1. This is a rule obtained at the instance of five persons of whom petitioner 1 Moulavi Nur Ahmad is the Chairman of the Chittagong Municipality; petitioner 2 Babu Mohendra Chandra Das is a Commissioner of the Chittagong Municipality; petitioner 3 Moulavi Mohammad Nasir is also a Commissioner of that Municipality; petitioner 4 Moulavi Hefazatur Rahman is a Tax Daroga of that Municipality and petitioner 5 Munshi Ashraf Ali is a clerk of that Municipality. It appears that under the provisions of Section 21, Bengal Act 15 of 1932 as amended by Act 9 of 1933, the petitioners 1 to 3 were appointed as a Committee for the purpose of preparing and publishing an electoral roll of persons qualified to vote. An electoral roll was prepared by the petitioners 1 to 3, assisted, it is alleged, by the petitioners 4 and 5, and was published as the final electoral roll on 14th February 1934. On 20th February 1934 a petition of complaint which bore the date 14th February 1934 was presented by Babu Jogesh Chandra Sen, a Muktear, and a Municipal voter, in the Court of a Magistrate, Mr. B. K. Mukherjee. The petition contained allegations against a number of persons including the petitioners and prayed for summonses against them. The allegations which it is necessary to consider for the purposes of this rule may conveniently be referred to here. In para. 5 of the petition of complaint it was alleged that the accused persons, acting in concert, had by improper, dishonest and fraudulent means, procured the entry in the finally published electoral roll, of the names of persons who were not legally eligible to vote, and had wilfully and improperly omitted from the electoral roll the names of certain other persons. In para. 6 of the petition it was alleged, that this petitioners before us had fraudulently and dishonestly altered the electoral roll, after its final publication, by inserting certain names therein without lawful authority.
2. The Magistrate Mr. B. K. Mukherjee directed another Magistrate Moulavi Salamatulla Choudhury to hold an inquiry into the matter and to make a report. On 27th April 1934 the Magistrate after perusing the report submitted by Maulavi Salamatulla Choudhury and after hearing the parties, recorded an order to the effect that he was of opinion that a prima facie case of offences Under Section 28, Bengal Municipal Act and Sub-section 193 and 465, I. P. C, had been disclosed, and ordered summonses to issue accordingly. It is against that order that this rule is directed, and we are invited by Mr. N. K. Basu appearing for the petitioners 1 to 3, and by Mr. Fazlul Haq, appearing for petitioners 4 and 5, to quash the proceedings for reasons which may be briefly enumerated. Firstly, on behalf of all the petitioners, it was argued that Section 28, Sub-section 1, Bengal Municipal Act, has no application to the facts alleged. Secondly, on behalf of the petitioners 1 to 3 it was argued that they are not Municipal Officers, servants or polling officers and are therefore not hit by Section 28, Sub-section 2 of the Act. In support of the first and second arguments reliance was placed upon the case of Hem Chandra Das v. Subodh Chandra Das Gupta, 1934 Cal 498, and the case of Satya Charan Mukherjee v. Krishna Mohan Banerjee, Cri Revn. Nos. 418 and 457 of 1934 decided by Guha and Bartley, JJ., on 8th June 1934.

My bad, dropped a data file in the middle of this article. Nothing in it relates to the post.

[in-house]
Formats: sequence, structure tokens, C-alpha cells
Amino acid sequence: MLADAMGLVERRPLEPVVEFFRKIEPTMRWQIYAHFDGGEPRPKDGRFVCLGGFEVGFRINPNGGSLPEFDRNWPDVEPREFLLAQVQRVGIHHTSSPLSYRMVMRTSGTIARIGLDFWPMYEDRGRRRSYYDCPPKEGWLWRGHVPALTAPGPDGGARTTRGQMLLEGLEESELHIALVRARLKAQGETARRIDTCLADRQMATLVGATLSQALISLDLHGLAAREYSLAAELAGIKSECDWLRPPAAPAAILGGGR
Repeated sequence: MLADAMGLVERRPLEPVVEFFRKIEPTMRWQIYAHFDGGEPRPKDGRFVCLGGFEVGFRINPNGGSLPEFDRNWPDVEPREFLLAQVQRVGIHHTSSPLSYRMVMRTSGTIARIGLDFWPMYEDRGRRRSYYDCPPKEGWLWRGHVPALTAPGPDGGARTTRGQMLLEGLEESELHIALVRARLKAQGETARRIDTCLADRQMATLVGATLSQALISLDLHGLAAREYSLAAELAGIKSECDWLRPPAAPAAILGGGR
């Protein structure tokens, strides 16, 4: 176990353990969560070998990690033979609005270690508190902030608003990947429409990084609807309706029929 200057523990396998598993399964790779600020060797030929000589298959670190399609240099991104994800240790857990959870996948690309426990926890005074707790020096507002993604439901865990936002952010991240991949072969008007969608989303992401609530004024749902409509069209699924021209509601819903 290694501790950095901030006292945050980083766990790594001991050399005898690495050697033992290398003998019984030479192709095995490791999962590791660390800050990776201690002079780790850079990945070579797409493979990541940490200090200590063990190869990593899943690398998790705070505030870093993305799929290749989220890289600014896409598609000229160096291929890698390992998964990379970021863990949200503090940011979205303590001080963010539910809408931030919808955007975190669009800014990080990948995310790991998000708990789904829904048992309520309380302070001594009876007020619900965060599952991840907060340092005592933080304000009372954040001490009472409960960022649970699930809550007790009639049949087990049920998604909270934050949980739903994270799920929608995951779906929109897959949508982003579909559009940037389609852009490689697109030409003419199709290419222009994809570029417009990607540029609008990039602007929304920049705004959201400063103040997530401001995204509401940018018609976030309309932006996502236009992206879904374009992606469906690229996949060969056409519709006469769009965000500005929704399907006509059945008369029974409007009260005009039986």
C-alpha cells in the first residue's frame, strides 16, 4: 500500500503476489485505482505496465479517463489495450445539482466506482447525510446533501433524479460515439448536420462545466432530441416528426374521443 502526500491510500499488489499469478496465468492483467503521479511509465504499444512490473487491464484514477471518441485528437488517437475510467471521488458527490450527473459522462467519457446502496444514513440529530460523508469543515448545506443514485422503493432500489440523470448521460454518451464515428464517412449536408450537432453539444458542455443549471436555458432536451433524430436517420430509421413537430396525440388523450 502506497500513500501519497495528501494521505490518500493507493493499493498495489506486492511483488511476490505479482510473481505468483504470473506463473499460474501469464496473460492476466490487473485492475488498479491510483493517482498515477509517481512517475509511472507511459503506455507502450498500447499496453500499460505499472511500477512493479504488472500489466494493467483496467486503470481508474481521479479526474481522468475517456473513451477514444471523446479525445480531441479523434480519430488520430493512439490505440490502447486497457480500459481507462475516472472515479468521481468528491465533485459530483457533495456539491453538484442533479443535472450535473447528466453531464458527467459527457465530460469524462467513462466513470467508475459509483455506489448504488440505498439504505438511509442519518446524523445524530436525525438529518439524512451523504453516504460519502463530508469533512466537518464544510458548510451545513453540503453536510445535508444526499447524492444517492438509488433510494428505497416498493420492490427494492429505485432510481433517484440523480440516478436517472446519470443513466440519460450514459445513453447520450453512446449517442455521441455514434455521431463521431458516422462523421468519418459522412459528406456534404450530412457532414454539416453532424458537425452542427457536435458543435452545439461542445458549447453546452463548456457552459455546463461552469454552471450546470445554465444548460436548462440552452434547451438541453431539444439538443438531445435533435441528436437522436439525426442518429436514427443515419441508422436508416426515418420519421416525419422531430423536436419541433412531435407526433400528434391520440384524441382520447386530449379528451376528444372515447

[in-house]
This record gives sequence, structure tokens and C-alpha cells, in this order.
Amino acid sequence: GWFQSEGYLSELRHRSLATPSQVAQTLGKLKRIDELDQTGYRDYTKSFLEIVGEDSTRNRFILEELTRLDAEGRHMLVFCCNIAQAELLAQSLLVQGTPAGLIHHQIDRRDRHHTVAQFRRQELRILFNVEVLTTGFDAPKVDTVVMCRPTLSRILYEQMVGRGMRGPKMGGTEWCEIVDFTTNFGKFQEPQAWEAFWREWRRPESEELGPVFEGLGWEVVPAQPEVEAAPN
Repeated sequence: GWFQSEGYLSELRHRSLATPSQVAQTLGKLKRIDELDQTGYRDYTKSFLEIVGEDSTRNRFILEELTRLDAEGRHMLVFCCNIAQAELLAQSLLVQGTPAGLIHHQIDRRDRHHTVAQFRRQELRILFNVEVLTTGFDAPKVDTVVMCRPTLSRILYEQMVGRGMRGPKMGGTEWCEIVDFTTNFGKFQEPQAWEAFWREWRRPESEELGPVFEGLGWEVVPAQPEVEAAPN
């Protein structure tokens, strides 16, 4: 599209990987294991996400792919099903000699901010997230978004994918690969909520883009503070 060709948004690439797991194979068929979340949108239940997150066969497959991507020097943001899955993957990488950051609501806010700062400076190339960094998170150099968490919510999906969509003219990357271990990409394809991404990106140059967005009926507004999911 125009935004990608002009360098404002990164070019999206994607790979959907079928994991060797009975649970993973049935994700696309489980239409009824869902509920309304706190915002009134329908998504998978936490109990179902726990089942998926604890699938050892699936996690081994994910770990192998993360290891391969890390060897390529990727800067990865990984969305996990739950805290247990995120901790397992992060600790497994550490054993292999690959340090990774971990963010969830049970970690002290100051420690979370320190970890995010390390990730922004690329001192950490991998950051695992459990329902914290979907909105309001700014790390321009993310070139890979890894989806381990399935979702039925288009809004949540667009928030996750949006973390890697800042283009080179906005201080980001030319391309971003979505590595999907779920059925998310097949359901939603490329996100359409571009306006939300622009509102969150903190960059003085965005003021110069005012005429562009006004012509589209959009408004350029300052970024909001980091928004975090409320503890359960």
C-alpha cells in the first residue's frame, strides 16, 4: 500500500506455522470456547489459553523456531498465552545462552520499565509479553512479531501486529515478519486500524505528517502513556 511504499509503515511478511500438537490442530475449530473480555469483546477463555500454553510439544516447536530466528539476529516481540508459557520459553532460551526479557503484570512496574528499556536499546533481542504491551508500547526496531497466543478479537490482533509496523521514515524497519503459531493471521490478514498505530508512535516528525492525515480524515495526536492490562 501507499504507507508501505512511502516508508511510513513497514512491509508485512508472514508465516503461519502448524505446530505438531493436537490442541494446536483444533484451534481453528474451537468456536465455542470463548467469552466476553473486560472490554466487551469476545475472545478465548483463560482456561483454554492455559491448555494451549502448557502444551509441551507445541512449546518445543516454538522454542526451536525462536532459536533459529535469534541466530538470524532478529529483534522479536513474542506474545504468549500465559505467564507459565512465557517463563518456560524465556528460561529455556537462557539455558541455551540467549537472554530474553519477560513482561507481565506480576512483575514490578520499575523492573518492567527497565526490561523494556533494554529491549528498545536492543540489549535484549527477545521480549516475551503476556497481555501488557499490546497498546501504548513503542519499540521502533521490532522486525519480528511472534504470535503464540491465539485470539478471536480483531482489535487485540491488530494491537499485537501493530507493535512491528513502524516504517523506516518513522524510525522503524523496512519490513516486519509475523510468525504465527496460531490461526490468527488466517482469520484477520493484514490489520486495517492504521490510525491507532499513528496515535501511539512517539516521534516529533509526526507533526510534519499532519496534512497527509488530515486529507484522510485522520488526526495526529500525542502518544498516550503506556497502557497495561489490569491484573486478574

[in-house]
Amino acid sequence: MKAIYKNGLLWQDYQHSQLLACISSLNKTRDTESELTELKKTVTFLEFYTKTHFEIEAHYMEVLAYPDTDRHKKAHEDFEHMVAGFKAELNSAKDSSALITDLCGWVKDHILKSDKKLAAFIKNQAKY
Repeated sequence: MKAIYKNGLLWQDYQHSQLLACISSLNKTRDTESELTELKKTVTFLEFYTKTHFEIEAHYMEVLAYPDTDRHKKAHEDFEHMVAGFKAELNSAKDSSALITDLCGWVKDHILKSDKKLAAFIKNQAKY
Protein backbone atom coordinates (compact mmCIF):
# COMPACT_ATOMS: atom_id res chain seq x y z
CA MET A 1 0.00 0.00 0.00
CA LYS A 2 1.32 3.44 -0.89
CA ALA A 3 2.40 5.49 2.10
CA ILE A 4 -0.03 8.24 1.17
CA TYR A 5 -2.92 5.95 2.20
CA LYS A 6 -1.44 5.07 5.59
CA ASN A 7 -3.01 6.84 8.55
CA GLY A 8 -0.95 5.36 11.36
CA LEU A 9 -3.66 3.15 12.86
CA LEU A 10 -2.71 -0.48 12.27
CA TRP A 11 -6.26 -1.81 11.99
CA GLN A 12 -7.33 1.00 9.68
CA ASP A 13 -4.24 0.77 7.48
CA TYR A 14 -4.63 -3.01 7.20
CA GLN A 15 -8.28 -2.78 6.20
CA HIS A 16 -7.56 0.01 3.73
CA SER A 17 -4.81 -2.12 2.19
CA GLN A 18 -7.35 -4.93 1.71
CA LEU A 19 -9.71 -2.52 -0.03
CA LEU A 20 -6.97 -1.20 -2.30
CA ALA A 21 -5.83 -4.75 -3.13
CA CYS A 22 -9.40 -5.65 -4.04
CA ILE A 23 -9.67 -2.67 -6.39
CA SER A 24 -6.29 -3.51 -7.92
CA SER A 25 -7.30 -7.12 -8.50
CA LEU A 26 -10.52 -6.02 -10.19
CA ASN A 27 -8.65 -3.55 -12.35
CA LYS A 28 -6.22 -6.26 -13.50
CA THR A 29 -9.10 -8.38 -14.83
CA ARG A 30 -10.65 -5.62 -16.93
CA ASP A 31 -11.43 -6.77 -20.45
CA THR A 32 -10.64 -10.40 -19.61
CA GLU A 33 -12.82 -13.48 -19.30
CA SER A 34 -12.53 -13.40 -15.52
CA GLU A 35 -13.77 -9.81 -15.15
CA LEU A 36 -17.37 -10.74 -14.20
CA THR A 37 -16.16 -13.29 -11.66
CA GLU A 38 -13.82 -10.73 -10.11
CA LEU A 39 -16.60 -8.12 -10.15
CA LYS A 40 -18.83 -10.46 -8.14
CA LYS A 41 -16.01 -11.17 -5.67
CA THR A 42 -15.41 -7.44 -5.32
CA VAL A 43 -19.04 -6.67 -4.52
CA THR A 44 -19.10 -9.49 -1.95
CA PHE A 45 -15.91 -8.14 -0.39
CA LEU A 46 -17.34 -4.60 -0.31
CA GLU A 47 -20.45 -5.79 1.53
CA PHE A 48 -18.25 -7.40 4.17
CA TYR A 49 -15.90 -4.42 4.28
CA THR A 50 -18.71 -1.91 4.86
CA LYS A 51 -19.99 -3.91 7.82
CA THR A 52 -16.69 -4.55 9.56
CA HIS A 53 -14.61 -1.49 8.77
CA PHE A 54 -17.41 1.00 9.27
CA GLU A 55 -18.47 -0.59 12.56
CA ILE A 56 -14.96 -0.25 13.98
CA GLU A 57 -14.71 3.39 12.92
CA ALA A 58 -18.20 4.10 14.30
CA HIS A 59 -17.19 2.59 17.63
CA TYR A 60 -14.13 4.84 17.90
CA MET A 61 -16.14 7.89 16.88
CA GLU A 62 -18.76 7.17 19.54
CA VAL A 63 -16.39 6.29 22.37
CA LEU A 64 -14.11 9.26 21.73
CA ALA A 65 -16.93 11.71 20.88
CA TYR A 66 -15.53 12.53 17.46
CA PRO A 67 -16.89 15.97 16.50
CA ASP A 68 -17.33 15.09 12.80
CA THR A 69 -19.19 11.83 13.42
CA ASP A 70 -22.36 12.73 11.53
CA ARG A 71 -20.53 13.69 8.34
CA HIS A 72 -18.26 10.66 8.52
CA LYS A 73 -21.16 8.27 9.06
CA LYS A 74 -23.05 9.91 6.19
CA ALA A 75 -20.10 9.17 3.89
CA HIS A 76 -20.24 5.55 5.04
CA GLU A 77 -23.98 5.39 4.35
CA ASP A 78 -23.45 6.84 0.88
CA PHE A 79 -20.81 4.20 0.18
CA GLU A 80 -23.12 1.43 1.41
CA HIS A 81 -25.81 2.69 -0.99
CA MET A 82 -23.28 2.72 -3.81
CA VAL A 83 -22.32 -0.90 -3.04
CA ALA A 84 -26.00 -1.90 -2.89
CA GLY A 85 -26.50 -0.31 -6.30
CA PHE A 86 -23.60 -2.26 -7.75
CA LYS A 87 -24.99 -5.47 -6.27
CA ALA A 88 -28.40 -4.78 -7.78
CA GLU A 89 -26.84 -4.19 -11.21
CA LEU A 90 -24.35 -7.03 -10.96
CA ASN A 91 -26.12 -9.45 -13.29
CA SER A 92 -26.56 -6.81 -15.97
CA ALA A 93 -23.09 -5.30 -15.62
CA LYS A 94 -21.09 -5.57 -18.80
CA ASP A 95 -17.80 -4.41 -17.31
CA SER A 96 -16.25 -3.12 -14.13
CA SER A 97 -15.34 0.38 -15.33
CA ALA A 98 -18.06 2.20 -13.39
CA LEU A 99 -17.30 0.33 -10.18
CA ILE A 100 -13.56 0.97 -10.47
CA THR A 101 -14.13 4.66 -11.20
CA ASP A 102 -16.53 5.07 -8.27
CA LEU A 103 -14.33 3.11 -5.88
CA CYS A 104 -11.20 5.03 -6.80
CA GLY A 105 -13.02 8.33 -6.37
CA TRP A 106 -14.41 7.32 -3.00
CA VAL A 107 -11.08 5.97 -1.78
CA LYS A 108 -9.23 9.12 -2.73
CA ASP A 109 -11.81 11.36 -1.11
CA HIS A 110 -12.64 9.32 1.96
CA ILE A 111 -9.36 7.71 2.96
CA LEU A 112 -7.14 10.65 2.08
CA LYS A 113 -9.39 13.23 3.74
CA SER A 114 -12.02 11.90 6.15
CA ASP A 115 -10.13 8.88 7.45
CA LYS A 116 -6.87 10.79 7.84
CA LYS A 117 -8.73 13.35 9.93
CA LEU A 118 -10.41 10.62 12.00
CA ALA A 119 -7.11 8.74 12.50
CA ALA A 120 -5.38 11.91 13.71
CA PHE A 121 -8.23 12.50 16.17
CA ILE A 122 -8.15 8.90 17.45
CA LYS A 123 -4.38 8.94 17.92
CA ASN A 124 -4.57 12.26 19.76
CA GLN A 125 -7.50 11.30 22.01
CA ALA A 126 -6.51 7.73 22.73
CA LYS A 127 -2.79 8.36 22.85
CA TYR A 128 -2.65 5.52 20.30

3. Thirdly, it was argued also on behalf of the petitioners 1 to 3, that they were public servants not removable from their offices save by or with the sanction of the Local Government, that the acts alleged against them if committed at all purported to have been done in the discharge of their official duty, and that, therefore by reason of Section 197, Criminal P. C, no prosecution for a criminal offence was maintainable against them without the previous sanction of the, Local Government, which had not in this case been obtained. Fourthly, it was argued on behalf of all the petitioners, that the allegations made against them did not disclose offences under Section 193, or Section 465, I. P. C. Lastly-and this argument was advanced on behalf of petitioners 4 and 5 only, that they must have acted in what they did, under orders of the petitioners 1 to 3, and in concert with them-that if the proceedings against the latter deserved to be quashed, the proceedings against the petitioners 4 and 5 could not be separately treated. This question would depend upon the facts which the prosecution are able to prove, and it might as well be stated here that we are not in a position to decide the question whether charges can be framed against these petitioners or not. It would be convenient to deal with the contentions above mentioned seriatim.
4. The first argument which is on behalf of all the petitioners must prevail. In our judgment, the language of Section 28 of Act indicates with reasonable clearness that the persons contemplated by the Sub-section 1 are persons who fall outside the category of those who have to deal with the electoral roll in the course of their official duty. This view is in consonance with the interpretation put upon this Sub-section in the case of Hem Chandra Das v. Subodh Chandra Das Gupta, 1934 Cal 498. Persons who deal with the electoral roll in the course of their official duty are embraced in the ambit of Sub-section 2, which opens with the words ' every municipal officer or servant or polling officer. ' This leads up to the, second contention advanced in support of the Rule. It was argued that though the preparation and publication of the electoral roll was the business of petitioners 1 to 3, they are not hit by the penal provision of Section 28(2), Bengal Municipal Act, inasmuch as they are not within the strict meaning of those terms, municipal officers, municipal servants or polling officers. Before we examine this contention further, we are constrained to observe that no support for it is furnished either by the case of Hem Chandra Das v. Subodh Chandra Das Gupta, 1934 Cal 498 or by the case of Satya Charan Mukherjee v. Krishna Mohan Banerjee, Cri Revn. Nos. 418 and 457 of 1934 decided by Guha and Bartley, JJ., on 8th June 1934. Prom the opening paragraph of the judgment in the former case it does not appear that the three petitioners therein were Commissioners of the Municipality. What is stated is that two of them were pleaders, and one a talukdar and merchant, and that they were appointed by a committee consisting of the Chairman and two Commissioners, Under Order 4 of the orders issued under Notification No. 5717-M, dated 1st December 1932, as the revising authority to revise the preliminary electoral roll. That rule, we are informed, is no longer in force. This being so, the ruling in that case that a member of the revising authority was not a municipal officer or servant is of no assistance to the petitioners before us. As regards the second case relied upon, perusal of the judgment shows, that so far as the present argument regarding the applicability of Section 28(2) is concerned, it merely adopted the view expressed in the earlier case. That the petitioners in the former case were three persons appointed as a revising authority by a committee consisting of the chairman and two commissioners, and were not, as far as can be gathered, commissioners themselves, was a circumstance to which the attention of the Court which decided the second case, does not seem to have been invited. For this reason we are not prepared to regard it as an authority in the special facts of the present case for the argument hereunder examination.